On her way to Dafosi, the author saw the stupa of Kumarajiva who was the son of Kumarayana of Kashmir and Princess Jiva of Kucha. His translation of the Lotus Sutra is the major scripture of East Asia which is enjoying a vibrant renaissance in the Soka Gakkai movement of creating values. It is the first enunciation of the Peace, Harmony and Bliss of humanity. Kumarajiva is the only Indian whose Chinese diction has been hailed over the centuries by Chinese men of letters. He was self-sacrificing and humane, strikingly handsome, intellectually brilliant and hardworking. Emperor Yao Xing was highly impressed by him. The emperor felt that the extraordinary brilliance of Kumarajiva must be transmitted to future generations. He assigned ten girls to live with him. Kumarajiva adapted himself to the circumstances and complied with the wishes of the emperor. During his preaching, he warned his listeners to take only the lotus that grew Out of the mud and to leave the mud alone. The sons and grandsons of Kumarajiva failed to live up to the high hopes of this eugenic experiment.
|Foreword by Lokesh Chandra||xiii|
|My Journey beings from Xian||3|
|To the Pavilion of Buddha at Majishan||27|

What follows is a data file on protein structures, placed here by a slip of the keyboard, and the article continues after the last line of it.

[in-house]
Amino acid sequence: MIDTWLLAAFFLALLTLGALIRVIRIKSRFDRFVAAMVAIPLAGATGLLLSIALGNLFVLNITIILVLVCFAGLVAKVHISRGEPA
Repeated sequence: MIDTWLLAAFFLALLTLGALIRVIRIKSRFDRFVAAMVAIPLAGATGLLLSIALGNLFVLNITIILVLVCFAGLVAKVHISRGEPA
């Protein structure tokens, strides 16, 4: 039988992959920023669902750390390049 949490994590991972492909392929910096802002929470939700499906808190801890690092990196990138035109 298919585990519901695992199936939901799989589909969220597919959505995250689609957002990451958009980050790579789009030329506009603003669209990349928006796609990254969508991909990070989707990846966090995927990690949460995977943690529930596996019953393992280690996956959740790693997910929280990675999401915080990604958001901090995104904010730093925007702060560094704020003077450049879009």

|Along the Yellow River at Lanzhou||43|
|To Dafosi at Zhangye||65|
|To the Great Wall at Jiayuguan||75|
|To Yulin Grottoes at Anxi||83|
|Highway 313 to Dunhuang||91|
|To the Grape Valley at Turfan||119|
|To Korla on Desert Express||149|
|Kuqa-the City of Kumarjiva||157|
|Kashgar-A Heady Mix of Old and New||177|
|Inside Taklamakan at Khotan||203|
|To Chengdu-The City of Poets||225|
|A Cliff Theatre at Chongqing||243|
|Routes into Tibet||261|
|Beyond the Himalayas to Lhasa||273|
|Gallery of ‘Avalokitesvara’||311|
|Epilogue-How Many Buddhas! How Many Miles!||327|
Item Code: IHL674 Author: Sunita Dwivedi Foreword by Lokesh Chandra Cover: Hardcover Edition: 2009 Publisher: Rupa Publication Pvt. Ltd. ISBN: 9788129115218 Size: 9.3 inch X 9.3 inch Pages: 351 (Illustrated in Color) Other Details: Weight of the Book: 1.665 Kg